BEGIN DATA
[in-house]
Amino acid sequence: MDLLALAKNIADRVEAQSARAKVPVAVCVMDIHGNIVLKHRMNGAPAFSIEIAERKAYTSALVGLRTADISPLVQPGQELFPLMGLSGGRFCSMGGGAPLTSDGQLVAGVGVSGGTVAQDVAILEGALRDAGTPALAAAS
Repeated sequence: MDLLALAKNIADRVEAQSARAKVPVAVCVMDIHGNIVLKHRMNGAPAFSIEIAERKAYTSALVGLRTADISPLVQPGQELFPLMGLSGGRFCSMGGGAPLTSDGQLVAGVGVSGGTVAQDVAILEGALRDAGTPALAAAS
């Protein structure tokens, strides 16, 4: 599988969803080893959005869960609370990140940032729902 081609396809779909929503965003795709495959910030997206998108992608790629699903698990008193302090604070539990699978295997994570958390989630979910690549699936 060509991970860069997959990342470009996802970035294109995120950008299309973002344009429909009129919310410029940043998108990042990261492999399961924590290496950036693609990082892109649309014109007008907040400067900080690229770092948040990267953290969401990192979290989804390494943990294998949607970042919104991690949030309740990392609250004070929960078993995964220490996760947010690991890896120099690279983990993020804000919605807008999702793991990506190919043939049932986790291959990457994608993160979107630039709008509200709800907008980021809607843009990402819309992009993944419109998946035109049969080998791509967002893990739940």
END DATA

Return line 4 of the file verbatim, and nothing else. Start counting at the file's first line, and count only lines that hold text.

């Protein structure tokens, strides 16, 4: 599988969803080893959005869960609370990140940032729902 081609396809779909929503965003795709495959910030997206998108992608790629699903698990008193302090604070539990699978295997994570958390989630979910690549699936 060509991970860069997959990342470009996802970035294109995120950008299309973002344009429909009129919310410029940043998108990042990261492999399961924590290496950036693609990082892109649309014109007008907040400067900080690229770092948040990267953290969401990192979290989804390494943990294998949607970042919104991690949030309740990392609250004070929960078993995964220490996760947010690991890896120099690279983990993020804000919605807008999702793991990506190919043939049932986790291959990457994608993160979107630039709008509200709800907008980021809607843009990402819309992009993944419109998946035109049969080998791509967002893990739940």